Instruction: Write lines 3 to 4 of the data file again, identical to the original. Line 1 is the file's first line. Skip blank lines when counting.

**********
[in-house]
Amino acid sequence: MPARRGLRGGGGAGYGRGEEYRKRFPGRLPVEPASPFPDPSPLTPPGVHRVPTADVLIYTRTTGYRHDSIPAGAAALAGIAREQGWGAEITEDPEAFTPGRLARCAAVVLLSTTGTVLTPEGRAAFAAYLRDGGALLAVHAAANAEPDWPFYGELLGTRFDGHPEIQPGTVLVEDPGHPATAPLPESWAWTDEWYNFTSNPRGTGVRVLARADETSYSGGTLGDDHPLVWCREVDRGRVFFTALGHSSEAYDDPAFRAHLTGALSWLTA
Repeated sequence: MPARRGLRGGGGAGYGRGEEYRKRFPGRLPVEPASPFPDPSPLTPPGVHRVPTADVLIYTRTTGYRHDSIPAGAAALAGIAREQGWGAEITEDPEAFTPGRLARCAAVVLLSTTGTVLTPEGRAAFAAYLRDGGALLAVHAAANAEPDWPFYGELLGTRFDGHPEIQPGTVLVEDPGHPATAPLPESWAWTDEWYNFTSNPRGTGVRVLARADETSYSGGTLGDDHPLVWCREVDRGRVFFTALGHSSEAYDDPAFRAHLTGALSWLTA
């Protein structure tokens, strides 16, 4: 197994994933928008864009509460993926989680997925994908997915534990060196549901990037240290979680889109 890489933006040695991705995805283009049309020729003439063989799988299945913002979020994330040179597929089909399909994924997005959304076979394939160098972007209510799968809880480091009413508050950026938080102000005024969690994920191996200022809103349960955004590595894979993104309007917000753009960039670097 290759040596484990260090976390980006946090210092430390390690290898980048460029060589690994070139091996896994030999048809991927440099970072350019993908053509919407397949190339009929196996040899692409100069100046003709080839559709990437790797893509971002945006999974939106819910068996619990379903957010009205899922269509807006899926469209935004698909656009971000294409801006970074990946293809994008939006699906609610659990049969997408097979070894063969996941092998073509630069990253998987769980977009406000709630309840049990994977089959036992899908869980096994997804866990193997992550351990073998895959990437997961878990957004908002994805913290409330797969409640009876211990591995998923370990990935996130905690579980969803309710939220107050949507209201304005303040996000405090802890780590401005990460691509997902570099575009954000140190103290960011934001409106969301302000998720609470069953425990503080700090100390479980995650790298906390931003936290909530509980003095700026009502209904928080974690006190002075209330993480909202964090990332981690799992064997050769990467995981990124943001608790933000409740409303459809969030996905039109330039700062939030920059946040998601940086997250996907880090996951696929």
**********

Repeated sequence: MPARRGLRGGGGAGYGRGEEYRKRFPGRLPVEPASPFPDPSPLTPPGVHRVPTADVLIYTRTTGYRHDSIPAGAAALAGIAREQGWGAEITEDPEAFTPGRLARCAAVVLLSTTGTVLTPEGRAAFAAYLRDGGALLAVHAAANAEPDWPFYGELLGTRFDGHPEIQPGTVLVEDPGHPATAPLPESWAWTDEWYNFTSNPRGTGVRVLARADETSYSGGTLGDDHPLVWCREVDRGRVFFTALGHSSEAYDDPAFRAHLTGALSWLTA
């Protein structure tokens, strides 16, 4: 197994994933928008864009509460993926989680997925994908997915534990060196549901990037240290979680889109 890489933006040695991705995805283009049309020729003439063989799988299945913002979020994330040179597929089909399909994924997005959304076979394939160098972007209510799968809880480091009413508050950026938080102000005024969690994920191996200022809103349960955004590595894979993104309007917000753009960039670097 290759040596484990260090976390980006946090210092430390390690290898980048460029060589690994070139091996896994030999048809991927440099970072350019993908053509919407397949190339009929196996040899692409100069100046003709080839559709990437790797893509971002945006999974939106819910068996619990379903957010009205899922269509807006899926469209935004698909656009971000294409801006970074990946293809994008939006699906609610659990049969997408097979070894063969996941092998073509630069990253998987769980977009406000709630309840049990994977089959036992899908869980096994997804866990193997992550351990073998895959990437997961878990957004908002994805913290409330797969409640009876211990591995998923370990990935996130905690579980969803309710939220107050949507209201304005303040996000405090802890780590401005990460691509997902570099575009954000140190103290960011934001409106969301302000998720609470069953425990503080700090100390479980995650790298906390931003936290909530509980003095700026009502209904928080974690006190002075209330993480909202964090990332981690799992064997050769990467995981990124943001608790933000409740409303459809969030996905039109330039700062939030920059946040998601940086997250996907880090996951696929």